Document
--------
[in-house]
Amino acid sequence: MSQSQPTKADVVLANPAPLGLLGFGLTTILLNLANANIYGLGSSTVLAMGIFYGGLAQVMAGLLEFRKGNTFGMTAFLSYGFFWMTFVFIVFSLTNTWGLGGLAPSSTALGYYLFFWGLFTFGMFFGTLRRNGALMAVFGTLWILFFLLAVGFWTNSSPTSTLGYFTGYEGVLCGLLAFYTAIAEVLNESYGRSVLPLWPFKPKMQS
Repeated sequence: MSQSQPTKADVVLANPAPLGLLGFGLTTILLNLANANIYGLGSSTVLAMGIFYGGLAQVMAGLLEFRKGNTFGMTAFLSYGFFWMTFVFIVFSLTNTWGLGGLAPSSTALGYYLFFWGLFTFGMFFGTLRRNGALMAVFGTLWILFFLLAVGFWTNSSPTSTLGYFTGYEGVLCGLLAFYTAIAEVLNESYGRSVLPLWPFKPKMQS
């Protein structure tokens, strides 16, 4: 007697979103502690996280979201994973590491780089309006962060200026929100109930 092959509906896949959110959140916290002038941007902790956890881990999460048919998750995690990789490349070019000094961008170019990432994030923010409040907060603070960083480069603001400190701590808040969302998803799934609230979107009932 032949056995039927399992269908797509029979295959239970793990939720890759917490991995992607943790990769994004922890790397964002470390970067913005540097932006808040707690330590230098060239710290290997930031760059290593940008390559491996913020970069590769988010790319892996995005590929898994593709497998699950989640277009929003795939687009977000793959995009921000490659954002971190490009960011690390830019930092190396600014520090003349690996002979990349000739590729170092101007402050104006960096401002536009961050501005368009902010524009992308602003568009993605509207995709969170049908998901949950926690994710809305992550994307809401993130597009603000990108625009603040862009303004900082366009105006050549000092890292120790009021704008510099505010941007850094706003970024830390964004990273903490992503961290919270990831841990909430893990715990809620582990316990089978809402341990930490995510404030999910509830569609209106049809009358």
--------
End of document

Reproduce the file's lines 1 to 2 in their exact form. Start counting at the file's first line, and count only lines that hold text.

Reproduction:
[in-house]
Amino acid sequence: MSQSQPTKADVVLANPAPLGLLGFGLTTILLNLANANIYGLGSSTVLAMGIFYGGLAQVMAGLLEFRKGNTFGMTAFLSYGFFWMTFVFIVFSLTNTWGLGGLAPSSTALGYYLFFWGLFTFGMFFGTLRRNGALMAVFGTLWILFFLLAVGFWTNSSPTSTLGYFTGYEGVLCGLLAFYTAIAEVLNESYGRSVLPLWPFKPKMQS